Cover image for Rise the moon
Rise the moon
Spinelli, Eileen.
Personal Author:
Publication Information:
New York : Dial Books for Young Readers, [2003]

Physical Description:
1 volume (unpaged) : color illustrations ; 29 cm
The moon lights the night for farmers, mothers and babies, wolves, and more.
Program Information:
Accelerated Reader AR LG 4.0 0.5 68972.
Geographic Term:
Added Author:
Format :


Call Number
Material Type
Home Location
Item Holds
PIC. BK. Juvenile Fiction Picture Books
PIC. BK. Juvenile Fiction Picture Books
PIC. BK. Juvenile Fiction Picture Books

On Order



Enchanting scenes of a moonlit night grace the pages of this ode to moon's spell and splendor. Share the magic with a tomcat yowling atop a fence, newly hatched turtles scuttling out to sea, a dancer performing a rooftop recital, and a young mother rocking her baby while bathed in moonlight. An acclaimed author and artist offer something different for bedtime-an inspiring look at how the moon captivates our minds and hearts.

Author Notes

Eileen Spinelli was born in Philadelphia, Pennsylvania on August 16, 1942. After high school, she worked as a waitress at a local diner, a secretary, and answered phones at an airplane factory. She eventually became the author of children's books. Her picture books include Thanksgiving at the Tappletons, Do You have a Hat, While You are Away, When Mama Comes Home Tonight, Wanda's Monster, Here Comes the Year, A Big Boy Now, and Hug a Bug. She is also the author of several short novels including Lizzie Logan Wears Purple Sunglasses, Lizzie Logan Gets Married, and Lizzie Logan, Second Banana. She received the Christopher Award for Somebody Loves You, Mr. Hatch.

(Bowker Author Biography)

Reviews 3

Booklist Review

PreS^-Gr. 2. "So rise the moon, / so round and bright, / let its tender magic fall. / Within its spell of splendor / we are / moon-hearted creatures / all." With the joyful, dreamy feel of A Midsummer Night's Dream, this picture book for the preschool set portrays a nighttime world coming alive under a smiling, benevolent moon. Spinelli's spare, atmospheric poetry, filled with quiet, dream-inspired imagery and the soft, repetitive sounds of a lullaby, introduces each character: the "moonlit artist" who paints a "bowl of light," the "sleepy sailor" on his "swaying schooner," the silver wolf "called to howl its ancient moonstruck sound," and so on. In his signature scratchboard-and-colored-pencil illustrations, Colon beautifully extends the quiet thrill of Spinelli's moonlit scenes with softly textured, full-page images that will mesmerize young ones. Frequent wordless spreads will encourage children to linger over the illustrations and absorb the sense of sleepy mystery that culminates in a beautiful scene of a mother and a baby, swinging under a starry sky, Mother Goose below and cows jumping over the grinning moon above. A final image collects all the characters into a scene that nearly sings with joyful activity. A beautiful, reassuring celebration of night. --Gillian Engberg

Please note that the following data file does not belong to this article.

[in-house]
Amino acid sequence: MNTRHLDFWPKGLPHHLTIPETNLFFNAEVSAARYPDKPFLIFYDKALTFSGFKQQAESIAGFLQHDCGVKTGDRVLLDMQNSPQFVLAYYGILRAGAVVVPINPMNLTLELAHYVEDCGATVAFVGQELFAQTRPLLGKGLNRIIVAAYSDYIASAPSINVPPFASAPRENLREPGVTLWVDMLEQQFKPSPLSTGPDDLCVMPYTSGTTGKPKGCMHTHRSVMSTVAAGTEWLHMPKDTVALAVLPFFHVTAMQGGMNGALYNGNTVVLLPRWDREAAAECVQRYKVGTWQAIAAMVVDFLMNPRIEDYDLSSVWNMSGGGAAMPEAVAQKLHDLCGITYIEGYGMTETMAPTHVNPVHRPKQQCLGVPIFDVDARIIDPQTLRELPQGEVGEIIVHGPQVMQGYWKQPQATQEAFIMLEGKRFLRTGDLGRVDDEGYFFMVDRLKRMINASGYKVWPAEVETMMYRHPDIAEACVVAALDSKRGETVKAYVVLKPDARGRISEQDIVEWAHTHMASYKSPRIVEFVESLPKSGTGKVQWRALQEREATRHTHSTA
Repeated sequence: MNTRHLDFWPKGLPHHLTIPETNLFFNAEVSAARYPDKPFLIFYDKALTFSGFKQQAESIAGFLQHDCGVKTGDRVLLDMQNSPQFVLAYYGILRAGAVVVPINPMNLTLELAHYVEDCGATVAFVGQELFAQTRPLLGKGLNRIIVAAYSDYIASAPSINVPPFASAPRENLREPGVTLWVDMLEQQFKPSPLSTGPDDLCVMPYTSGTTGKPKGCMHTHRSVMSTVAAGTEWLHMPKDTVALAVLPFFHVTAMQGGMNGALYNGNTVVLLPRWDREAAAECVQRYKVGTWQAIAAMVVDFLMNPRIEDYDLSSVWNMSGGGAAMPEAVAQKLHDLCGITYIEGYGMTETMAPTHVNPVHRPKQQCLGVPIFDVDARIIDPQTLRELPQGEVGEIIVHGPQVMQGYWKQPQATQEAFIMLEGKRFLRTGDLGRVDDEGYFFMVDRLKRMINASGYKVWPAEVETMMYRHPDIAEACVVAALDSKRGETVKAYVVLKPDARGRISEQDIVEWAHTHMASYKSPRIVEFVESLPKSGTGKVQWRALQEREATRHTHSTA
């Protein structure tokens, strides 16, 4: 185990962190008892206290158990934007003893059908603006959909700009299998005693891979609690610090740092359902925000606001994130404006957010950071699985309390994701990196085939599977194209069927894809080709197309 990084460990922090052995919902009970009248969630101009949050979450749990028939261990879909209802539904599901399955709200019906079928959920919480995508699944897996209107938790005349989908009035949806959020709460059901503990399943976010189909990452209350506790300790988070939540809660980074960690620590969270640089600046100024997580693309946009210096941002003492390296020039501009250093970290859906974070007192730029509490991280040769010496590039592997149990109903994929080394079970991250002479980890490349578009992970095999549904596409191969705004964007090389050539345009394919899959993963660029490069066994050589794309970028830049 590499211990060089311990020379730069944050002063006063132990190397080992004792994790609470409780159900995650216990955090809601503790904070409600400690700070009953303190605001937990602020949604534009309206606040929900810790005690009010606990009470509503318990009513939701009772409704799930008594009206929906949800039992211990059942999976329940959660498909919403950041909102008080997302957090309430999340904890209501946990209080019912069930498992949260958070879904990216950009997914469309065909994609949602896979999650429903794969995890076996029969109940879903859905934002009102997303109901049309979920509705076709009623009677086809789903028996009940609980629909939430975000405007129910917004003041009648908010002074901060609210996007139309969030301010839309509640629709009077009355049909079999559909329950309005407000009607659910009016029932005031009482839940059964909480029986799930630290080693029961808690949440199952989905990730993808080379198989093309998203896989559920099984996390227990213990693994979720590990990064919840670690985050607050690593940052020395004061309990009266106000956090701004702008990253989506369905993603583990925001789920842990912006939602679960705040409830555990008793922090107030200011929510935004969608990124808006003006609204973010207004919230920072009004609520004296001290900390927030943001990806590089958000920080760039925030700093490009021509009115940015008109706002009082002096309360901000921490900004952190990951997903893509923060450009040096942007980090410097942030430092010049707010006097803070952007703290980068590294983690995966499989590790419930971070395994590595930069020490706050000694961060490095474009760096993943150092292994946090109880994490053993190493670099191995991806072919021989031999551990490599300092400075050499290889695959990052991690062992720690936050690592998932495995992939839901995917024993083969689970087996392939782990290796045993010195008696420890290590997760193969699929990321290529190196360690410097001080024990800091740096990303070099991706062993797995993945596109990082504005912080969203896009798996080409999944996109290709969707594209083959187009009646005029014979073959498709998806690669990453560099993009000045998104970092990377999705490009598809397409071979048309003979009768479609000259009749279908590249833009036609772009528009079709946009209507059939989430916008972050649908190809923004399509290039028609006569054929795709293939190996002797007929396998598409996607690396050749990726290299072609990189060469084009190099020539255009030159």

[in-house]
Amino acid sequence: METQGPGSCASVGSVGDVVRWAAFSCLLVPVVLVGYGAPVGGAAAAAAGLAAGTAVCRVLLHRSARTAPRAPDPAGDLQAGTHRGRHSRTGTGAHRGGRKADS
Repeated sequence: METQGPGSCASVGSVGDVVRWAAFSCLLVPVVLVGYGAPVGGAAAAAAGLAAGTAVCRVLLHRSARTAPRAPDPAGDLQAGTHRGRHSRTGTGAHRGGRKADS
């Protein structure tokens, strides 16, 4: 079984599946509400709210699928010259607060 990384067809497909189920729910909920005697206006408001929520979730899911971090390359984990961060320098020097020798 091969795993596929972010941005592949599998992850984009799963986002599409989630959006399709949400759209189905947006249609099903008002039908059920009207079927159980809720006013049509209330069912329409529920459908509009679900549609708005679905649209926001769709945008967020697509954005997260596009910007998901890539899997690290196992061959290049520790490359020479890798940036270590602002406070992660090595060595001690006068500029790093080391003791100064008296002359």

Publisher's Weekly Review

Colon's (My Mama Had a Dancing Heart) richly textured, at times capricious illustrations light up this poetic tribute to the moon and the many magical and mysterious ways it influences and inspires. Wrought in the artist's signature style, the pictures portray various moonstruck beings as they go about their business, suggesting an ethereal connection among those who come alive when the sun goes down. A lunar moth flits across a moonflower vine, which reappears a few pages later on a rooftop as a dancer does a "graceful moon-dance/ on her neighbor's garden stone" (the "neighbor," a painter, has been introduced in the intervening spread). These smooth opening transitions are not evenly maintained, which can be confusing for readers trying to ascertain a pattern. In each scene, a sometimes grandfatherly, sometimes childlike (and mostly full) moon smiles contentedly down on the different night creatures; the moon's expression mimics that of the earthbound character (or characters). Spinelli's (When Mama Comes Home Tonight) verse sometimes runs to excess ("Within its spell of splendor/ we are/ moon-hearted creatures/ all"). Nor does it always make sense. For example, an artist, bafflingly painting by moonlight, "takes his brush/ to paint a bowl of light" (creating a child-friendly image, Colon puts fruit into the bowl). But the sounds of the verse are soothing and, combined with the luxuriant paintings, make for a pleasant bedtime read. Ages 4-8. (Mar.) (c) Copyright PWxyz, LLC. All rights reserved

School Library Journal Review

PreS-K-This lyrical paean to the moon describes lovely moments that the creatures of the Earth enjoy under moonlit skies. Soothing, dreamlike verse relates how a diverse group of humans from dancers to astronomers relate to lunar magic. The moon also casts a spell over a lunar moth, an alley cat, a herd of sea turtles, and a pack of wolves whose natural rhythms are governed by the lunar cycle. Col-n's distinctive illustrations full of cobalt and golden hues match the rich, glowing cadences of this delightful lullaby. The bedtime reading ritual is sure to be enriched by this poetic way to end the day.-Rosalyn Pierini, San Luis Obispo City-County Library, CA (c) Copyright 2010. Library Journals LLC, a wholly owned subsidiary of Media Source, Inc. No redistribution permitted.